Here's how Trump's 3% economic growth target stacks up against past presidents

The White House has pinned its budget agenda on hitting — and maintaining — a 3 percent economic growth target. But recent history suggests that's a tall order, and the U.S. risks inflating its debt if the growth falls short.

Of the last 11 administrations, only six have presided over periods of sustained growth averaging more than 3 percent. And since 2000, the U.S. economy has slowed to an average growth rate below 2 percent.

President Donald Trump's budget also assumes higher tax revenue — even after deep cuts in both individual and corporate tax rates — based on the idea that an acceleration in growth will create a larger base of revenue subject to taxes.

It's not the first time that strategy has been tried. Both Ronald Reagan and George W. Bush implemented deep tax cuts early in their administrations, only to see big increases in borrowing to make up for the lost revenue.

Even if Trump's proposed budget is approved by Congress — an outcome now considered unlikely — the budget wouldn't come back into balance until 2027, putting the government $3.8 trillion deeper into debt by then.

All that means Congress will soon have to increase the government's borrowing limit to avoid defaulting on the Treasury's debts.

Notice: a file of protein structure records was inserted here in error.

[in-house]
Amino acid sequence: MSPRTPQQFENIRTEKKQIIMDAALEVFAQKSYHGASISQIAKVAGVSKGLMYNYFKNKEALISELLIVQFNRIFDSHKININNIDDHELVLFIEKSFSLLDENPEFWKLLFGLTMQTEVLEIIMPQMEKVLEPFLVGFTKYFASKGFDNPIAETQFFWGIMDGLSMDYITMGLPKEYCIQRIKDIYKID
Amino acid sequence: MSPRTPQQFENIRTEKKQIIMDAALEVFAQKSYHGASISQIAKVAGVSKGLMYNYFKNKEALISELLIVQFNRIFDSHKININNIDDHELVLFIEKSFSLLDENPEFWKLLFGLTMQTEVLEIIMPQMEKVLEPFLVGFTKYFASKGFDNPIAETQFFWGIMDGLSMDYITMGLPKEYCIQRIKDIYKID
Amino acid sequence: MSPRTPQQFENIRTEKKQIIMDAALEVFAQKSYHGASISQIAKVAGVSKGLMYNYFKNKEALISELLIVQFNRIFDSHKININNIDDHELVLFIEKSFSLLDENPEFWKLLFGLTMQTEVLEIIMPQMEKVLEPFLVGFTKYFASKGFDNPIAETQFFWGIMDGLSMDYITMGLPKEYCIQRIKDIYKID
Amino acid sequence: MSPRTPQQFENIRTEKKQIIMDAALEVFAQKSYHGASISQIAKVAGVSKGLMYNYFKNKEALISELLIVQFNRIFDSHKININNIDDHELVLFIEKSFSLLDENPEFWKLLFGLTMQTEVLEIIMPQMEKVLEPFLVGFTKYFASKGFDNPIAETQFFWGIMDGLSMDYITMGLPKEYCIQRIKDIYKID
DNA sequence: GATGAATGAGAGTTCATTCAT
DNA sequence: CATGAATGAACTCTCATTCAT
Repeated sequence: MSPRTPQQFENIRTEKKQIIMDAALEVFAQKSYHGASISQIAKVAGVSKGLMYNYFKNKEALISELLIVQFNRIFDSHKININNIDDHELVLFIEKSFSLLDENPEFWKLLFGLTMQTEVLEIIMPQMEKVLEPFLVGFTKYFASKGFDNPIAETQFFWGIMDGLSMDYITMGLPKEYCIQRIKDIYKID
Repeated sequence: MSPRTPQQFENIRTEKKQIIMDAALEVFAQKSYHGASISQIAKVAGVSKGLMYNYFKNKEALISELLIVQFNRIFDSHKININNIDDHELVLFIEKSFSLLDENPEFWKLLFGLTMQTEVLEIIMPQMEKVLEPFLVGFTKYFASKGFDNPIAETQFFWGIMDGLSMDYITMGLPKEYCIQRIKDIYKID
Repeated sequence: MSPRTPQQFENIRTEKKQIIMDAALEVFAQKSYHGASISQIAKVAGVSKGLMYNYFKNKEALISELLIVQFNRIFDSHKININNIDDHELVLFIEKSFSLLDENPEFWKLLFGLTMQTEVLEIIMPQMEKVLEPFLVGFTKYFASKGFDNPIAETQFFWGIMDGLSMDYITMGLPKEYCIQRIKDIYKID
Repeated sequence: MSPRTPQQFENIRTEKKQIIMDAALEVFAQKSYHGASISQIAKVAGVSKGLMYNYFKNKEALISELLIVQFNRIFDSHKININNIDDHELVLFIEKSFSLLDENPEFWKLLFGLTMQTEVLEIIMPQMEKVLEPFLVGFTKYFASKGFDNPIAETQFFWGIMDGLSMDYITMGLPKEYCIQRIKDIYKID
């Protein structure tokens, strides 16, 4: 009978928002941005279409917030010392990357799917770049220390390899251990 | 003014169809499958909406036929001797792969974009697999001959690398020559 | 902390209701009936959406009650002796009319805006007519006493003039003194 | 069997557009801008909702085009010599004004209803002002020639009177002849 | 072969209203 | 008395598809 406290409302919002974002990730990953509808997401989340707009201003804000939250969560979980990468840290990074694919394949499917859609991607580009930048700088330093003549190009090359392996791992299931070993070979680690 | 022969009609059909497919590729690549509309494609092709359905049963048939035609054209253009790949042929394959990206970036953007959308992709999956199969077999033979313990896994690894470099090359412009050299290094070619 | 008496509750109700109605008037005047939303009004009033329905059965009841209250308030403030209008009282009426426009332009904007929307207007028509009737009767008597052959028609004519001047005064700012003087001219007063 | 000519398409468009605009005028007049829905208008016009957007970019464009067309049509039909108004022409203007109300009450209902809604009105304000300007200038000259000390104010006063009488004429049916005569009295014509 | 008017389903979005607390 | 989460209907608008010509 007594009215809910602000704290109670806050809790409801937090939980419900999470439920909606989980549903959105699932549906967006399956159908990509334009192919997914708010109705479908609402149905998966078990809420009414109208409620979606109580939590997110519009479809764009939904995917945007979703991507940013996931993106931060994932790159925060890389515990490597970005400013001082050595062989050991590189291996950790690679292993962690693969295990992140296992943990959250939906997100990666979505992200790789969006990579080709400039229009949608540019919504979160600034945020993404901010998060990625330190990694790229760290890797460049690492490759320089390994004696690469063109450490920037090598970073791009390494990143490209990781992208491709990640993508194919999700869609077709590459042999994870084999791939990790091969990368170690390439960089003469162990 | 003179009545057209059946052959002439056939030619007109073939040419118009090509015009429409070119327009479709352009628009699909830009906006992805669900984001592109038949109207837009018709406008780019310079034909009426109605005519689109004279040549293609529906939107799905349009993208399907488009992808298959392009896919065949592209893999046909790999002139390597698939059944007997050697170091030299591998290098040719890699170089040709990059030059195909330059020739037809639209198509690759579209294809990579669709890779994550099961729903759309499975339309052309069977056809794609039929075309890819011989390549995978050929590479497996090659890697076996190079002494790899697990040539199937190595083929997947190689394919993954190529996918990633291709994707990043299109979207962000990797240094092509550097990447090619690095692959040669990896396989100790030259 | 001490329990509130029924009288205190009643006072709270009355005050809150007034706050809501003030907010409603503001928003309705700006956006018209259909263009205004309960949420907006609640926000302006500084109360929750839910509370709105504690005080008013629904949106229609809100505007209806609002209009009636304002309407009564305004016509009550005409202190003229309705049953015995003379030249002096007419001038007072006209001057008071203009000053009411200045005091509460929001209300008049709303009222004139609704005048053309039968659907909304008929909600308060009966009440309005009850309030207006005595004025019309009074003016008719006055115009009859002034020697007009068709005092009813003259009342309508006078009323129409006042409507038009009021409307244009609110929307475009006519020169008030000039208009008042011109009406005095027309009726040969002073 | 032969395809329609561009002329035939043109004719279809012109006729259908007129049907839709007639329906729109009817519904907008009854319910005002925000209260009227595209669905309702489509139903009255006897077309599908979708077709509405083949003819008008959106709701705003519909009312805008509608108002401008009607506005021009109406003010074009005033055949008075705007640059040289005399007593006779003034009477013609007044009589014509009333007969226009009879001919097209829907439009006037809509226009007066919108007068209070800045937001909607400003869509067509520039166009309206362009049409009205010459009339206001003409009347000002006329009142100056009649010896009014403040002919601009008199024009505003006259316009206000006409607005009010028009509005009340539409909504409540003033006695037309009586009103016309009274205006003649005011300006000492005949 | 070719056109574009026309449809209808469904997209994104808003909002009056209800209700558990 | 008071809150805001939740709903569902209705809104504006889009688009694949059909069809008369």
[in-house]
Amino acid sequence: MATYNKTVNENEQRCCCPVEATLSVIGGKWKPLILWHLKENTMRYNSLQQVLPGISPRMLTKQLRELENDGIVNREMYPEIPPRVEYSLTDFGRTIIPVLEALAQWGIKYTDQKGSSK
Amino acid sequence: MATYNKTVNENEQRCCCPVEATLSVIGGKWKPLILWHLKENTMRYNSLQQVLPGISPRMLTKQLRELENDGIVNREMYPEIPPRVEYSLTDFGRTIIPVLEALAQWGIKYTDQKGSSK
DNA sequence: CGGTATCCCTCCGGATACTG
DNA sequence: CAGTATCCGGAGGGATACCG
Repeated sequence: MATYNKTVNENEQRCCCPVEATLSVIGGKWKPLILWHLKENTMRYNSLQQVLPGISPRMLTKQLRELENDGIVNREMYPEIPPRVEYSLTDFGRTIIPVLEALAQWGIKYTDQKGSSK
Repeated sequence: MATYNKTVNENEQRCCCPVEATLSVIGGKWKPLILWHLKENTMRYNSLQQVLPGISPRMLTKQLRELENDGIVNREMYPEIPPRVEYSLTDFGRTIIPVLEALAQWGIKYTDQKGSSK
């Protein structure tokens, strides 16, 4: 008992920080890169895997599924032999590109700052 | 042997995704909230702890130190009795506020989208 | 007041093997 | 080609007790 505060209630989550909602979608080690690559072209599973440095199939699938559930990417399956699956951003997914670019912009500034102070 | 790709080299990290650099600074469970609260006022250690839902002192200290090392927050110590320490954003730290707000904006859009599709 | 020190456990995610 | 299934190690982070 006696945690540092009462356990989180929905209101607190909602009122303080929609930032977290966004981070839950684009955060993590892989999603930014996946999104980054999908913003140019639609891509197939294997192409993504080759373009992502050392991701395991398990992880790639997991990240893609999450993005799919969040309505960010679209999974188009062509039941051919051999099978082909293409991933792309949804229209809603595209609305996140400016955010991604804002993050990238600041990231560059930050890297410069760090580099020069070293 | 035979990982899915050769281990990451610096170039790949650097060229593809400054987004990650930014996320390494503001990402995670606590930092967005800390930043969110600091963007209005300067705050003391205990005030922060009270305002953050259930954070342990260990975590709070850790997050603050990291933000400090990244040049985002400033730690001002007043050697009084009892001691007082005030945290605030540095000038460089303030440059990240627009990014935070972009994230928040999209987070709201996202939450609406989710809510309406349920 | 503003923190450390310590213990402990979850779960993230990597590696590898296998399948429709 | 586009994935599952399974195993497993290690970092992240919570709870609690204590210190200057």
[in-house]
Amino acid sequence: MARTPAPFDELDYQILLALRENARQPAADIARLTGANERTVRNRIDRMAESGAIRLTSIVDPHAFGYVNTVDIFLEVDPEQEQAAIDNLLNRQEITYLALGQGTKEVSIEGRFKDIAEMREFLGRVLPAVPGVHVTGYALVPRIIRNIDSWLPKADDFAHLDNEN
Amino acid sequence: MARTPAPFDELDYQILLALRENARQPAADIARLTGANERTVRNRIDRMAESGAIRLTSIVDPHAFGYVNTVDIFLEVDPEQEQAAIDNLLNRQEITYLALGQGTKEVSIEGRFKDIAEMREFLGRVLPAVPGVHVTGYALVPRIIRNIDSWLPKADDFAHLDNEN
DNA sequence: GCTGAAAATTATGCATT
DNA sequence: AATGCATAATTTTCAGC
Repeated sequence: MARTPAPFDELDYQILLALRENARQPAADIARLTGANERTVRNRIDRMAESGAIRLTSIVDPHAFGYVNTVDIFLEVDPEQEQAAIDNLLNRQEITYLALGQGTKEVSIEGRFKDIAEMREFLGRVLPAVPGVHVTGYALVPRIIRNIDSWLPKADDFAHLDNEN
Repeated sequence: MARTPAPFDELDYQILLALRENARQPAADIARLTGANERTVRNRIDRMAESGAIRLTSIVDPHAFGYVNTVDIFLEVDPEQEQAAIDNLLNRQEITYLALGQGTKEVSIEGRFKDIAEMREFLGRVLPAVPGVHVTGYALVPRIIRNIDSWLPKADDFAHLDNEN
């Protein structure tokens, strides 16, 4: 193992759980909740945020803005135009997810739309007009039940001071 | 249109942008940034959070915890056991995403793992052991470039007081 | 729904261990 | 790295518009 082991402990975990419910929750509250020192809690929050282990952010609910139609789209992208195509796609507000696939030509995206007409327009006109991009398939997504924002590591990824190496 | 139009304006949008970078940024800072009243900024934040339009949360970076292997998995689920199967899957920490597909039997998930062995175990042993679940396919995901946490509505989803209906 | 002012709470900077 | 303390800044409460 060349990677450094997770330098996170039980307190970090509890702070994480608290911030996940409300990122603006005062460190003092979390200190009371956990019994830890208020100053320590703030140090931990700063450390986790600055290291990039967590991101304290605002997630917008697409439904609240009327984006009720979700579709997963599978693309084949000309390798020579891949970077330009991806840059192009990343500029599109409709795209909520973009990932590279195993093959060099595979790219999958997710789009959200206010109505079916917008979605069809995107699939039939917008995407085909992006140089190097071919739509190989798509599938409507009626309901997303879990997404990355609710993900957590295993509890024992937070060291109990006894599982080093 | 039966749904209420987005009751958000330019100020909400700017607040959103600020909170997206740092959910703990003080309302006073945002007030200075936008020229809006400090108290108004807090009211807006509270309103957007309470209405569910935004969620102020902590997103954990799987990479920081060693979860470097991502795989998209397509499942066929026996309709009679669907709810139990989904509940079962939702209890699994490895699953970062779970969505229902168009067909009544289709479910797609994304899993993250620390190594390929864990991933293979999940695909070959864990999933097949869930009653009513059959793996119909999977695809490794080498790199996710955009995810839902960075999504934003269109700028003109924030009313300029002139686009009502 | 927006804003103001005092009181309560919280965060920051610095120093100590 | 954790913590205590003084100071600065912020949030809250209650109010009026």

Treasury Secretary Steven Mnuchin had expected the government to hit the legally mandated debt ceiling — currently about $20.1 trillion — in early September. But Budget Director Mick Mulvaney on Thursday said receipts were coming in more slowly than the Treasury had anticipated.

Mulvaney was on Capitol Hill for the second day of hearings on the White House budget, which proposes big cuts on social services and increasing defense spending.

Democratic lawmakers and many private economists have expressed skepticism about the budget and its ambitious 3 percent growth target.

"The numbers don't add up," Sen. Mark Warner, D-Va., told Mulvaney Thursday.

Mulvaney repeated the administration's view that a combination of tax cuts, deregulation and other pro-growth policies make the 3 percent target attainable. Without that growth, he warned, it will become increasingly difficult to cut budget deficits.

"I have news for you, both parties: If we do not get to 3 percent growth, it is unlikely we will ever balance the budget again," he told a House panel Wednesday.


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